Seaford mum's second Poland trip for op

A MOTHER from Seaford has travelled to Poland with her MS sufferer daughter for a second time for an operation.

Michele Findlay told the Gazette in February how she and her daughter Ella would be travelling to the country later that month to undergo tests in a bid to improve the 31-year-old's condition.

During the first visit Ella, who was diagnosed with multiple sclerosis 10 years ago, found she had Chronic Cerebro-Spinal Venous Insufficiency (CCSVI).

This follows a preliminary study by a leading surgeon called Dr Paolo Zamboni who used ultrasound and magnetic resonance venography to examine the blood vessels leading in and out of the brain of hundreds of patients.

He found the majority of all his patients with multiple sclerosis he treated had defective circulation in their neck – a defect he has called CCSVI.

After finding that Ella had CCSVI she had a liberation treatment which in her case involved being injected with an opaque dye and then a deflated balloon is guided up to the point of constriction and once there is inflated to widen the vein.

After returning from Poland Mrs Findlay said her daughter had shown some signs of improvement including being able to walk longer distances and her feet being warmer but weeks later she lost these benefits.

So the pair flew abroad again and Ella underwent a second liberation procedure and a stent was placed in her right jugular which had re-stenosed.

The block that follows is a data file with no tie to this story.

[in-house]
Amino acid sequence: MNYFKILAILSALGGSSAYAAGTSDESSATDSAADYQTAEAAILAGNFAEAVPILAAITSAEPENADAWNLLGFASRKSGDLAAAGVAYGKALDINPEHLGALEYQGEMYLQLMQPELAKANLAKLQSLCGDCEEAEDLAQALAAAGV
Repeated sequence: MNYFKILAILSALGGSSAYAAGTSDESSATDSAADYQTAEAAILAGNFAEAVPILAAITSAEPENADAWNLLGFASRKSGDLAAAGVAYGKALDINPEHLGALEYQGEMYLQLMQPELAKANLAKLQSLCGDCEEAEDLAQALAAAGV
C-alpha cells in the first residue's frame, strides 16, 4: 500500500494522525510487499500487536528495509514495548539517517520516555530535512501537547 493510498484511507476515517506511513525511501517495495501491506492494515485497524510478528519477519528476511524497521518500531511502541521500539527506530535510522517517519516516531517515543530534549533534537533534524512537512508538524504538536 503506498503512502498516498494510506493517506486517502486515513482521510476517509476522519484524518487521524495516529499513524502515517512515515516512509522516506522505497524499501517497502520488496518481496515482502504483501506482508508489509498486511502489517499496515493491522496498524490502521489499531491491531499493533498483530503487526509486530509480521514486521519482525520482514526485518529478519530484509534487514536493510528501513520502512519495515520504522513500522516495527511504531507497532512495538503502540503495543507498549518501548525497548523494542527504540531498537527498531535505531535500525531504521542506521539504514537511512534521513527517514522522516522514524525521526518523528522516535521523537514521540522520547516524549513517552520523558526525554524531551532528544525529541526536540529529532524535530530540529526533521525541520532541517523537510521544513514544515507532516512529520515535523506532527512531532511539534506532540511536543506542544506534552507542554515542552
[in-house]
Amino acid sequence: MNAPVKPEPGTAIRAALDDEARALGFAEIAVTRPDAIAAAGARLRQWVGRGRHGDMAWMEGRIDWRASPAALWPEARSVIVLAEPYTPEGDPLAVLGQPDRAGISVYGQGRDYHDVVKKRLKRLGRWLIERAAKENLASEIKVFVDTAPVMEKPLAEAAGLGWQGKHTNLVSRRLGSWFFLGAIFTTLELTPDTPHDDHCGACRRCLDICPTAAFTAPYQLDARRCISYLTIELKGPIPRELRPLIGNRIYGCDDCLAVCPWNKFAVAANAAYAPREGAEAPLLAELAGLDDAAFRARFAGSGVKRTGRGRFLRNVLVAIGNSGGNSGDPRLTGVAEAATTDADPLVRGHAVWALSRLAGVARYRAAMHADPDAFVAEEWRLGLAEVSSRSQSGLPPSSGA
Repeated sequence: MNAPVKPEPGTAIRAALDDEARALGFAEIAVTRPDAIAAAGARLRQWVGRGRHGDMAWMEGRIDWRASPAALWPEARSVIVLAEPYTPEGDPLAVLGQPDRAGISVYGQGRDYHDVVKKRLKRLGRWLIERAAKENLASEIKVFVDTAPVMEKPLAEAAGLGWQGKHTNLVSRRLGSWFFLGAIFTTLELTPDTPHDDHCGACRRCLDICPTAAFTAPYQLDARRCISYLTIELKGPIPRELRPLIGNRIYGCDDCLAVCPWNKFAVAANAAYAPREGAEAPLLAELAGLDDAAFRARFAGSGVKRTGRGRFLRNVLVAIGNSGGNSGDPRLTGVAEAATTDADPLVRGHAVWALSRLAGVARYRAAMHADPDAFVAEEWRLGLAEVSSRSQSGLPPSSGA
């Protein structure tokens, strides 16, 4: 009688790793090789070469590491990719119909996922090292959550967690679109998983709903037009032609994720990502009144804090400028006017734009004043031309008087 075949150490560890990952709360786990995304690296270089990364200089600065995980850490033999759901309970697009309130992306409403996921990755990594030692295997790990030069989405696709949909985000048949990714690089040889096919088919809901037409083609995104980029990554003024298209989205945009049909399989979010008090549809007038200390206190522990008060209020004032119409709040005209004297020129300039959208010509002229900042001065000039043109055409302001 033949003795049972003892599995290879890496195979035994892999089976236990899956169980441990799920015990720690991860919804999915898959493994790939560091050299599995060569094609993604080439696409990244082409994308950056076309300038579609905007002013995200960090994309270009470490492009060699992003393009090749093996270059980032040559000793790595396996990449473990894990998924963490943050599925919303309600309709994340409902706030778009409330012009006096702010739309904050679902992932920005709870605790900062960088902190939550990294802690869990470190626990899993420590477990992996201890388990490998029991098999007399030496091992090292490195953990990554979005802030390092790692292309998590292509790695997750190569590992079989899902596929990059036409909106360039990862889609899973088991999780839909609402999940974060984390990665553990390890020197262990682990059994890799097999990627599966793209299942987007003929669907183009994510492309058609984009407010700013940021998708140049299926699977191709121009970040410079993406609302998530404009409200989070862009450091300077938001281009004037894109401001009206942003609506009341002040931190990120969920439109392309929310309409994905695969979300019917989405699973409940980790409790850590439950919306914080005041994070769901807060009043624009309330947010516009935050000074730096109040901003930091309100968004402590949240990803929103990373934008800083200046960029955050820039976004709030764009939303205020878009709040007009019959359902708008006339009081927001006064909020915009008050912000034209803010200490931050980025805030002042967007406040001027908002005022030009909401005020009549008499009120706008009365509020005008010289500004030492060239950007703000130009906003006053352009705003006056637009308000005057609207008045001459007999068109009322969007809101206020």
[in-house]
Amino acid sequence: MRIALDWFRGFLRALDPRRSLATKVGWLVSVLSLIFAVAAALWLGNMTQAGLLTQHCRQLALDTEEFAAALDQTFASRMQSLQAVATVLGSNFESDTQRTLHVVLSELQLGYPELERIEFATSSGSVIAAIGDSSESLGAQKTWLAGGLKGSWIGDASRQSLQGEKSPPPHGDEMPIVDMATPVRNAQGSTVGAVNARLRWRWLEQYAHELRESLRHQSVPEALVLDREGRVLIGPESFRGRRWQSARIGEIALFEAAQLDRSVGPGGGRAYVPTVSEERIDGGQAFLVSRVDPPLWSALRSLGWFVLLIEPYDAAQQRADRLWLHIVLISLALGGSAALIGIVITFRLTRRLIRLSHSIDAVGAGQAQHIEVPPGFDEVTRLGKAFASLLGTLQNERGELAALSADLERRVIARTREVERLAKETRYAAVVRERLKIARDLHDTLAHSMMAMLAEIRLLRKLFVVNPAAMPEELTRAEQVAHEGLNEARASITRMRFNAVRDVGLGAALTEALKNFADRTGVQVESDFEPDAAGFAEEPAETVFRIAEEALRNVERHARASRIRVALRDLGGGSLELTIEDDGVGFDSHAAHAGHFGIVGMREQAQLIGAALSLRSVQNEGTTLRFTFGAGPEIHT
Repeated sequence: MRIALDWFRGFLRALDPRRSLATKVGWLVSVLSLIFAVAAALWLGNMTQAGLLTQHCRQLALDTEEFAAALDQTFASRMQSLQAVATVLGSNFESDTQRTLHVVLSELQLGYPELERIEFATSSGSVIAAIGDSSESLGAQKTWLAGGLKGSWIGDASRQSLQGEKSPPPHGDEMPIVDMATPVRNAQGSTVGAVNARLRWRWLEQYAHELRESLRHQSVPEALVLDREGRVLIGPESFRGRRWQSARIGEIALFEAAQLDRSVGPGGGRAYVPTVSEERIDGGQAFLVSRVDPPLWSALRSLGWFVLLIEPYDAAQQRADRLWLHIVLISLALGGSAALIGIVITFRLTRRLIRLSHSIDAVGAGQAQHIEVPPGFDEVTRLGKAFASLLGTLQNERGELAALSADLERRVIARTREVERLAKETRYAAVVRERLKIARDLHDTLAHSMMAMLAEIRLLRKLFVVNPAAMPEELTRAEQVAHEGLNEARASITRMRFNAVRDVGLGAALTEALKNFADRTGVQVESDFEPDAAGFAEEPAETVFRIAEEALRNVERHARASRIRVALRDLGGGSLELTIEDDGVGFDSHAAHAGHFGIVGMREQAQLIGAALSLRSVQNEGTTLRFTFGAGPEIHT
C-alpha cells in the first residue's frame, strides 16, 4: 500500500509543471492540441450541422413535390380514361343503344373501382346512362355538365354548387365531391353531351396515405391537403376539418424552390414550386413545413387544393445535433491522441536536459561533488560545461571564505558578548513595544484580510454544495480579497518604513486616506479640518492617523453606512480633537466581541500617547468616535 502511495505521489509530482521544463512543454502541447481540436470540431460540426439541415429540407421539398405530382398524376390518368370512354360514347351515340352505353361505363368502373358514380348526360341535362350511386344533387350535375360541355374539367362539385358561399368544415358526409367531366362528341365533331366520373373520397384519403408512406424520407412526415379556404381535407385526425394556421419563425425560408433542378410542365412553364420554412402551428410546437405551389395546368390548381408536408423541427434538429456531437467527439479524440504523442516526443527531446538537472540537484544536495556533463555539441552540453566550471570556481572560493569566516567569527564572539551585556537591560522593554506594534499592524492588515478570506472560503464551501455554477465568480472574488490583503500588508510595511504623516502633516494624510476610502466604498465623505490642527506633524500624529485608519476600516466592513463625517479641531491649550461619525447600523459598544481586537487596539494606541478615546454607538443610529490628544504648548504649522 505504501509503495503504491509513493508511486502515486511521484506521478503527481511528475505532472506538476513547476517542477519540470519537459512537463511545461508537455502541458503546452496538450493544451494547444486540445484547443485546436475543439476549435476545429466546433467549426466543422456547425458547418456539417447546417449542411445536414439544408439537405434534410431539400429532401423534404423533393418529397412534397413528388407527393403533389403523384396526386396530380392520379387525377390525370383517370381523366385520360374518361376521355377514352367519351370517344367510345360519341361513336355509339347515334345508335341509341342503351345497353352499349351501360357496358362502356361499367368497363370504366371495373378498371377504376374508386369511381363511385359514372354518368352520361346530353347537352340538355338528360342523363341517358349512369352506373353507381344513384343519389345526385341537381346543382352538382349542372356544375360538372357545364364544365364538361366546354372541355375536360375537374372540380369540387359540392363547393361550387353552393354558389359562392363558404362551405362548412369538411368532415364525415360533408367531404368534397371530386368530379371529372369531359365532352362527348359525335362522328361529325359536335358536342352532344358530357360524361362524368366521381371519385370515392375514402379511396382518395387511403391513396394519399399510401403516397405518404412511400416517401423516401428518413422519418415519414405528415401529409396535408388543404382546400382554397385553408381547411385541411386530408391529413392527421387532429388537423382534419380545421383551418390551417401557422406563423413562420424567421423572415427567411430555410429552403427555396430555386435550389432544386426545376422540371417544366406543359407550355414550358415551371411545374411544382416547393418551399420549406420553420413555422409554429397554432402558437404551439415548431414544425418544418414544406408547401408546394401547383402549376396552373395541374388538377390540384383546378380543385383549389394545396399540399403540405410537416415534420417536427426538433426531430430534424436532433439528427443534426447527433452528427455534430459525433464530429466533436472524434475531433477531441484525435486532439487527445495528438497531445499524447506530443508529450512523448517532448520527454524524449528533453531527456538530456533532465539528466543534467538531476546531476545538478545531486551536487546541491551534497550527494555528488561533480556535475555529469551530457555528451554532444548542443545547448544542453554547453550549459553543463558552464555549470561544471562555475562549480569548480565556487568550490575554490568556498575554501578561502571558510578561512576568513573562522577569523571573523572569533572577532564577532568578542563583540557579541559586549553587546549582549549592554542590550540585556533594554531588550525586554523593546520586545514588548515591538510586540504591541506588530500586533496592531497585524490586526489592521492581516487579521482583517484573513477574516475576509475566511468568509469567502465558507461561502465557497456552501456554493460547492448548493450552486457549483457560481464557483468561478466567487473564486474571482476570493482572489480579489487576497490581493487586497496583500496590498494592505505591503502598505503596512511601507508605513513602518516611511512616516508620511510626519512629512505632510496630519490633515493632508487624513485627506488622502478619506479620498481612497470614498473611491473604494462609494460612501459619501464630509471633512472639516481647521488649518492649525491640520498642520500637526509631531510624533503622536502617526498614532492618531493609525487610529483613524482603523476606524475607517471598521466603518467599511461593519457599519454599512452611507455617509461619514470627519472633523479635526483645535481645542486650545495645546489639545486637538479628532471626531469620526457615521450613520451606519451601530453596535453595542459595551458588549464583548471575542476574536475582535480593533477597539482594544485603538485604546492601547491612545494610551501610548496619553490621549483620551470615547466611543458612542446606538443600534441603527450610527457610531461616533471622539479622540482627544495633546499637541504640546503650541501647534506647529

Michele, who earlier this year joined other MS-CCSVI-UK members to present a petition calling for clinical research into CCSVI procedures to take place in the UK at 10 Downing Street, said, "You don't think about having an operation as a pleasure but it was nice to see them again and our second impression was as good as the first time and the procedure went quite well.

"She has had timed tests which involve things such as walking for 10 metres and standing up from a sitting position walking five metres, turning around and going back and sitting down – in both cases her times have improved by a second which is around 10 per cent improvement.

"It's early days and there's still time for improvement."

Michele will be joining around 20 members of MS-CCSVI-UK today (Wednesday) for a meeting with the chief executive of the Multiple Sclerosis Society. They will be talking about various issues including their campaigning for clinical research into the CCSVI procedure to start taking place in the UK.